Practice boat safety this weekend with “Play it Safe”

  • Posted: Thursday, May 23, 2013 9:58 p.m.
PJ WARD-BROWN/SALISBURY POST A fisherman drives by in his boat with his life vest on during the boat ride after  members of Rowan , Davidson, Stanley county Sheriff offices along with N.C. Wildlife resources commission, US Coast Guard, and Alcoa gathered at Dutch Second Creek boat Access ramp to talk about boating safety  on May 23,2013.
PJ WARD-BROWN/SALISBURY POST A fisherman drives by in his boat with his life vest on during the boat ride after members of Rowan , Davidson, Stanley county Sheriff offices along with N.C. Wildlife resources commission, US Coast Guard, and Alcoa gathered at Dutch Second Creek boat Access ramp to talk about boating safety on May 23,2013.

This afternoon kicks off Memorial Day weekend. Public pools are open, and it’s time to hit the lake.

Before High Rock, Lake Tillery and Badin reach the most hectic time of the year, local law enforcement and the N.C. Wildlife Resources Commission want to make sure sun-seekers observe proper safety protocol. That’s why they, along with Alcoa Power Generating Inc., hosted an event Thursday to begin their ninth annual “Play it Safe on the Lakes” campaign.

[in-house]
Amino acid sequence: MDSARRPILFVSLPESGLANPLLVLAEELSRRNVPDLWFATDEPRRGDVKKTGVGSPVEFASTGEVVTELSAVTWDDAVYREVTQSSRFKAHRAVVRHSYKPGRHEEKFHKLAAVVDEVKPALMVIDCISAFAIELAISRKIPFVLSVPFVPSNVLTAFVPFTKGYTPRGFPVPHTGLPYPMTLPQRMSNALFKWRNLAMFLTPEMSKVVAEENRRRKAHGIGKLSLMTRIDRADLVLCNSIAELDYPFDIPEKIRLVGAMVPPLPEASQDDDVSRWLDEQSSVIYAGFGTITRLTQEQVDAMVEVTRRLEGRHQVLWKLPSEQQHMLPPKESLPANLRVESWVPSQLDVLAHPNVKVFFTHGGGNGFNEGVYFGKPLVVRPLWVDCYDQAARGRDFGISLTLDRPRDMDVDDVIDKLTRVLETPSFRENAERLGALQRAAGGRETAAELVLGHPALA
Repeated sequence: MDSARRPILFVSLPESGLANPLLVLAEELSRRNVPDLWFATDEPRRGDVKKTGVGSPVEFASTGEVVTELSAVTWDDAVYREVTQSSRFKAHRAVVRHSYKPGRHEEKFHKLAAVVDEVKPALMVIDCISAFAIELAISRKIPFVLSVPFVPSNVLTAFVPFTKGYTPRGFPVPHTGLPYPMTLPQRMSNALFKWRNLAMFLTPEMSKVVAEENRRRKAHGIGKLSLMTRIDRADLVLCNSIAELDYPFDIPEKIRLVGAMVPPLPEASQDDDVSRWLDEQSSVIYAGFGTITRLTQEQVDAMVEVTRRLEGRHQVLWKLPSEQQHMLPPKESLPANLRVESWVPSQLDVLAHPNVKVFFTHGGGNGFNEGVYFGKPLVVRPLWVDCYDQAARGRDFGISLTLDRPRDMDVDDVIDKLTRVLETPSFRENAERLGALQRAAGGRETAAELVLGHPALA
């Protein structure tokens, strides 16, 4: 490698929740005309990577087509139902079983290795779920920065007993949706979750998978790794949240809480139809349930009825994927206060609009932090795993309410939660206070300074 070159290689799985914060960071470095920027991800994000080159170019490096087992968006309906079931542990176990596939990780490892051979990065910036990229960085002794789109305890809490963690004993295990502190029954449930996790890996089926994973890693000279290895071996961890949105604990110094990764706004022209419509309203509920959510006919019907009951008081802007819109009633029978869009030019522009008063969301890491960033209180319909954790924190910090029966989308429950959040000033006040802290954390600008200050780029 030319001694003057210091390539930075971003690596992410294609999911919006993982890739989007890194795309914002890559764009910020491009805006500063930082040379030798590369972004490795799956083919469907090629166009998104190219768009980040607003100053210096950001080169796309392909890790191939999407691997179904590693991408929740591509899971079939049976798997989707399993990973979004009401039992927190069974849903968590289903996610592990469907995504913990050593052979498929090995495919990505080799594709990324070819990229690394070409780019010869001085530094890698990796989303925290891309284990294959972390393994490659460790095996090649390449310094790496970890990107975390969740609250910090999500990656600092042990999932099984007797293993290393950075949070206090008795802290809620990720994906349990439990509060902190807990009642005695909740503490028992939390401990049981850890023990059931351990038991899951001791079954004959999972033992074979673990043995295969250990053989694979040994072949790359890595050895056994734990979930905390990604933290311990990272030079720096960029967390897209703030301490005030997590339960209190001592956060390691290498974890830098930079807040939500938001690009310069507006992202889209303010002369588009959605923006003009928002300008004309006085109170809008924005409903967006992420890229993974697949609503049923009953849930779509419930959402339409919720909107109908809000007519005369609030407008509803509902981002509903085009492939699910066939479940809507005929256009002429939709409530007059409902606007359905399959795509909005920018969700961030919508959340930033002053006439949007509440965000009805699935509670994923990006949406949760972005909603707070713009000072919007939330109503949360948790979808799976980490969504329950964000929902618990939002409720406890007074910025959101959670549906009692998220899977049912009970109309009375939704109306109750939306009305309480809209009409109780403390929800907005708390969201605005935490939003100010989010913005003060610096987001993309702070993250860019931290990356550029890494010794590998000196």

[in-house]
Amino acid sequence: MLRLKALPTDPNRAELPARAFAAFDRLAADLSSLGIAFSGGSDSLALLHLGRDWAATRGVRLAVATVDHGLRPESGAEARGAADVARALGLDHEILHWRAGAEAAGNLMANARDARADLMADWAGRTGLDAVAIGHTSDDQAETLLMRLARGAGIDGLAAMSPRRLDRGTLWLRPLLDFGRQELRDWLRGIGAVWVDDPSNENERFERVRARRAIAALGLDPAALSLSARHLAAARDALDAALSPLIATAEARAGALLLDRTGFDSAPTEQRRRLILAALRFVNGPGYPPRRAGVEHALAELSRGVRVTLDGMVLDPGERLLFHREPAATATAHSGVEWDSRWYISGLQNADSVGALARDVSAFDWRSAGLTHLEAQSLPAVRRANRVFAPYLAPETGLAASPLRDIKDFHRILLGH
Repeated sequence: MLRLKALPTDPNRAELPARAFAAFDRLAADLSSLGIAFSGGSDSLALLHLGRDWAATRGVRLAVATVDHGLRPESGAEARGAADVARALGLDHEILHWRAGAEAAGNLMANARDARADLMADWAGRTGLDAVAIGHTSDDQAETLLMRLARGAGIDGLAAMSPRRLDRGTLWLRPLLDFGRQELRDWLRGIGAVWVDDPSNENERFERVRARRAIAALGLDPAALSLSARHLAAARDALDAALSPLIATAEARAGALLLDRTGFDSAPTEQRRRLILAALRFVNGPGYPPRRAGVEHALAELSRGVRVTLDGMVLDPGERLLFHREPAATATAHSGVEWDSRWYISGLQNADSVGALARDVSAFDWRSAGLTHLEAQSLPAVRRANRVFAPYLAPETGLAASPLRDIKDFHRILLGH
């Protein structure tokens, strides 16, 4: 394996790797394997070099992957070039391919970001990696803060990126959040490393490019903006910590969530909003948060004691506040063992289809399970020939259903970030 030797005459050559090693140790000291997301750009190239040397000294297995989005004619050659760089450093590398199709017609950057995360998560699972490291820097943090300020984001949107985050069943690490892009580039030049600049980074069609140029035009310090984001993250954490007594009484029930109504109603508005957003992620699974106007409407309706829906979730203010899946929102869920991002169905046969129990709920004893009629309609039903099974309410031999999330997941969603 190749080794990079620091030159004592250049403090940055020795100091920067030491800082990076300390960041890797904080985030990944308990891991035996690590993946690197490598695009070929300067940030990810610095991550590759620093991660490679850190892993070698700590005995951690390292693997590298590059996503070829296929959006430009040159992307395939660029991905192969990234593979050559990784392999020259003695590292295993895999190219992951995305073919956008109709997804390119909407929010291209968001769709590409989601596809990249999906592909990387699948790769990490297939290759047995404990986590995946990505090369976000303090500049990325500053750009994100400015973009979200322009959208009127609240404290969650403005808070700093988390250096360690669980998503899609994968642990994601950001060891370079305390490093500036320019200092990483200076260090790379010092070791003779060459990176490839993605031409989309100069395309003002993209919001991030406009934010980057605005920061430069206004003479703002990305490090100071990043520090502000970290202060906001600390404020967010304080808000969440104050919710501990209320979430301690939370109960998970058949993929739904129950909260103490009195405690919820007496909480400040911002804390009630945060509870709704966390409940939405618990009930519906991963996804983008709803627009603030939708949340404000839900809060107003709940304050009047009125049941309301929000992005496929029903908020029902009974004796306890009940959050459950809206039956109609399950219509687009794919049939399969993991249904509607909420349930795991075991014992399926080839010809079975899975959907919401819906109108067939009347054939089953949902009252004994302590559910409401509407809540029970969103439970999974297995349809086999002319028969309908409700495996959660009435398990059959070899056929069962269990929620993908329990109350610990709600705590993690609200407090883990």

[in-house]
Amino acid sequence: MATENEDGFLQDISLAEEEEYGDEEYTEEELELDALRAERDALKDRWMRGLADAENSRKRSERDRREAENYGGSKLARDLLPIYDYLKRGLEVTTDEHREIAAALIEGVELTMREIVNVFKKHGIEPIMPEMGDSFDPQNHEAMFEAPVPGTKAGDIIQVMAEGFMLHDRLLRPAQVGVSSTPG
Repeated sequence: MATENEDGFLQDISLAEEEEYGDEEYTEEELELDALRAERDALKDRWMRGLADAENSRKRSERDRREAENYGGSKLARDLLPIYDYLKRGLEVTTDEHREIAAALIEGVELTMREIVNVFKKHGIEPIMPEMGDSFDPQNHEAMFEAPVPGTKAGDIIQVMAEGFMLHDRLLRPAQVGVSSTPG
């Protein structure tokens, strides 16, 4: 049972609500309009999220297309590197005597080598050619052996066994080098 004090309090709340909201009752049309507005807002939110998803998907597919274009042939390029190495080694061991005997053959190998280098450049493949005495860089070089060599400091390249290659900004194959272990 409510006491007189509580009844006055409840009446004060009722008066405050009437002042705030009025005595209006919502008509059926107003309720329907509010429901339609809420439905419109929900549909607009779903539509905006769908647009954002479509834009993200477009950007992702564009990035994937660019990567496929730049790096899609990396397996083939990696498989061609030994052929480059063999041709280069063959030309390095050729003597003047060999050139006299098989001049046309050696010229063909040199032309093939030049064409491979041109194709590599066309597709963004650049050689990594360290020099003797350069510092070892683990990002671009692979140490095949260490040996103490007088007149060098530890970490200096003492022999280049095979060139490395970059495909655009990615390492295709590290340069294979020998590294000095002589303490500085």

The campaign starts up every year during Boat Safety Week just before Memorial Day weekend to stress boat safety and life jacket use, and to help prevent accidents.

According to the U.S. Coast Guard, nationwide there were 651 boating- and water-related fatalities in 2012. While that is down from 758 in 2011, the ratio of fatalities to accidents has increased, says Vice Flotilla Commander Brad Simpson.

North Carolina ranks No. 5 in the nation for water- and boating-related fatalities.

“Those are not the kind of top 10 lists we want to see North Carolina on,” said Karen Baldwin, natural resources manager for Alcoa.

Most boating accidents occur between May and September, which is one reason Alcoa sends out the “Play it Safe” message now. This year, the campaign is focusing on two specific hazards: lack of life jackets and the consumption of alcohol.

Sgt. Anthony Sharum of the N.C. Wildlife Resources Commission said officers are encouraging boaters to pick a designated driver, and to not switch up between the boat and the car.

“Keep your designated drivers,” he said.

Law enforcement is also trying to remind people that legal blood alcohol content levels are the same for cars and boats — don’t go over 0.08. Boaters can expect to see boat patrols with officers from Rowan, Stanly, Davidson and Montgomery counties on the lakes this weekend conducting sobriety tests with new portable, hand-held Breathalyzers, courtesy of Alcoa.

Those who witness a boating violation may report it by calling 1-800-622-7137.

“Play it Safe” organizers also want to make sure those at the lakes this summer wear life jackets — on and off the boat. Seventy-one percent of all boating accidents result in drowning, and 85 percent of those fatalities could have been prevented by a life jacket.